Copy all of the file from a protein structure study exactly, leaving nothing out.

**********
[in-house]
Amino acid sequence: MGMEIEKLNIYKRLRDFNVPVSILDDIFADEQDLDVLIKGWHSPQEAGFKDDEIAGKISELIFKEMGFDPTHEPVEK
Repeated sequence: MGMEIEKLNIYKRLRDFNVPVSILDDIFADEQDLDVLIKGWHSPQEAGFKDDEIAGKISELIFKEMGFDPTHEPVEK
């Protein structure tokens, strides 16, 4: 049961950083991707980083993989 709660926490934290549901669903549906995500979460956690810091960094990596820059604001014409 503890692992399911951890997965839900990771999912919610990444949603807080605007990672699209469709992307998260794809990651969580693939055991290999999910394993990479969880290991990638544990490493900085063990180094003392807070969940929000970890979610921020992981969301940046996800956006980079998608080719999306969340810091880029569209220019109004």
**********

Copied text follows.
[in-house]
Amino acid sequence: MGMEIEKLNIYKRLRDFNVPVSILDDIFADEQDLDVLIKGWHSPQEAGFKDDEIAGKISELIFKEMGFDPTHEPVEK
Repeated sequence: MGMEIEKLNIYKRLRDFNVPVSILDDIFADEQDLDVLIKGWHSPQEAGFKDDEIAGKISELIFKEMGFDPTHEPVEK
């Protein structure tokens, strides 16, 4: 049961950083991707980083993989 709660926490934290549901669903549906995500979460956690810091960094990596820059604001014409 503890692992399911951890997965839900990771999912919610990444949603807080605007990672699209469709992307998260794809990651969580693939055991290999999910394993990479969880290991990638544990490493900085063990180094003392807070969940929000970890979610921020992981969301940046996800956006980079998608080719999306969340810091880029569209220019109004």